Football keeps optimism during ups and downs

By William Kennedy

For Macalester football and its new coaching staff, 2006 has been a season of firsts. A 50-6 win against Principia College on Sept. 9 was the program’s first win in two full seasons.
However, a 0-10 loss at Beloit College on Sept. 2, and a 0-52 stomping by Carleton last week were firsts of a different nature for Head Coach Glen Caruso. “Before the Beloit game, I’ve never been shutout in 22 years of football,” he said. “And I’ve never been beaten 52 to nothing, it’s a new experience.”
As these early season results suggest, the news has not been completely positive for the down-and-out program which assumed poster child status for Macalester’s recommitment to athletics. For Caruso however, these difficulties are just part of the process of rebuilding a team.
“I understood how much of a hole we were in and how far we had to climb to get as competitive as I would like,” he said. “We are going to turn this program around; it’s not going to happen over night, but it is going to happen.”

Despite suffering the first two shutouts of his career, Caruso and his staff appear to be making good on that promise. One important indicator is that first win which had eluded Mac for so long. Anyone will admit that Principia, a Christian Science college with an enrollment of 600 students and a football team smaller than Macalester’s, is an easy match; but for the Scots, after so many consecutive losses, any victory is a good sign.

“Four years from now will we be happy with a one and two start? No,” Caruso said. “But right now we’re ecstatic.”
The Scots, at the very least, have reason to be optimistic. The team’s roster has grown substantially, with about 50 students suiting up this season. That number is nowhere near the 100-man squads that most college programs have, but it’s moving toward the pragmatic goal of around 85 active players that Caruso has set for Mac football.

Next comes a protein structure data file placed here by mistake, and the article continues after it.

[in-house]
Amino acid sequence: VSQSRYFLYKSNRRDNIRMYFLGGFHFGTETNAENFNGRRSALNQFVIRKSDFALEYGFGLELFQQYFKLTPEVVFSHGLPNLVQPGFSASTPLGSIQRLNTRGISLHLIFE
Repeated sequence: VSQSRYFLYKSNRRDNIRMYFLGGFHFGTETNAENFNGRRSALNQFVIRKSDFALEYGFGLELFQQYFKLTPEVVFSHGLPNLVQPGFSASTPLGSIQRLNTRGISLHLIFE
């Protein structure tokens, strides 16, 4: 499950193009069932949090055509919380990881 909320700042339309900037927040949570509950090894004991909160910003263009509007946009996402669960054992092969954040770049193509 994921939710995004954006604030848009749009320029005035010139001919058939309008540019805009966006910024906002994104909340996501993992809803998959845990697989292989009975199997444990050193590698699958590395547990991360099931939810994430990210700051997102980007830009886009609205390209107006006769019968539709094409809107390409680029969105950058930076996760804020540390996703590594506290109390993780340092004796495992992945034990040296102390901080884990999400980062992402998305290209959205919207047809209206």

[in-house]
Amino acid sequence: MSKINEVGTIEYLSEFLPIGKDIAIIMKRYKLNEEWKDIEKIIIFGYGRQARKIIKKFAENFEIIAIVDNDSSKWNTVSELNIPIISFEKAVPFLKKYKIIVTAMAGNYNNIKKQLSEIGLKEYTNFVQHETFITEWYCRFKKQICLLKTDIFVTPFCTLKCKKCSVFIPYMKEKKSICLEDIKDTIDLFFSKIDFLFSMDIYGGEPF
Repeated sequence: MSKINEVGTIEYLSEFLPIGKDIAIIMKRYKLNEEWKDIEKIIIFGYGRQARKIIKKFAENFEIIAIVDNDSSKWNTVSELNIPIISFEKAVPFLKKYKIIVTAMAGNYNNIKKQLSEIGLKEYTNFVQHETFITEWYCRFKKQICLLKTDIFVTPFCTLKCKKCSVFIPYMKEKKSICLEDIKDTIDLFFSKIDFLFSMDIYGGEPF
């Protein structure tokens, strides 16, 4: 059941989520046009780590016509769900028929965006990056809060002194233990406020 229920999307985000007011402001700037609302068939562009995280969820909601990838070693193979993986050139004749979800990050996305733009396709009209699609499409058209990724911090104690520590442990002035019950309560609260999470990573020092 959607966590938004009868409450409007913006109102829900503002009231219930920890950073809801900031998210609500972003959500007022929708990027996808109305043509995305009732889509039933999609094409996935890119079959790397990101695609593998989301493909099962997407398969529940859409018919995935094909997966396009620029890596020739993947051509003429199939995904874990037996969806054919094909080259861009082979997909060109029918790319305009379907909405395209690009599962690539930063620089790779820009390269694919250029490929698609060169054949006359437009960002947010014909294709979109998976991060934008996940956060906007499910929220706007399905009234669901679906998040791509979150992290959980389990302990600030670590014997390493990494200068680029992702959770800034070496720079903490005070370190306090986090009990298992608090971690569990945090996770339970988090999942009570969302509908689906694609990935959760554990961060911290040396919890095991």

Watching the Scots practice, one can see the impact of improved organization and motivation as the team works efficiently and enthusiastically through their drills.
“In the locker room people are expecting more of themselves and more of teammates,” Peter Christenson ’07 said.
That attitude has translated to the games, where the Scots look like a rejuvenated team. “[The] kids play a full 60 minutes whether up by 50 or down by 50,” Caruso said of his team.

That alone is an accomplishment. If however, the ultimate goal is for the Scots to become a competitive program and eventually return to the MIAC, the team has a log way to go. The loss to Carleton, an improved, but still low ranking MIAC team, makes it clear that Mac is not ready to compete against its comparably sized, traditional rivals in the area.
Caruso and his team accept that patience will have to play a role as Mac football strives toward respectability.
“I don’t like losing,” Christenson said. “It’s hard but you’ve got to learn your lesson and go for the next one.”

Stoicism like this will be necessary for the Scots as losing will likely be a reality for some time. Teams like Carleton may roll up the score on Mac throughout the season, but regardless, Caruso looks to the future with his habitual optimism. “Even the worst day on the football field beats the best day anywhere else,” he said. “You only get so many opportunities to play and when it’s all said and done you’re playing football and that’s a great thing.”

The Scots will play next at 1 p.m. on Sept. 23 against the University of Chicago as they look to claim their second win of the season.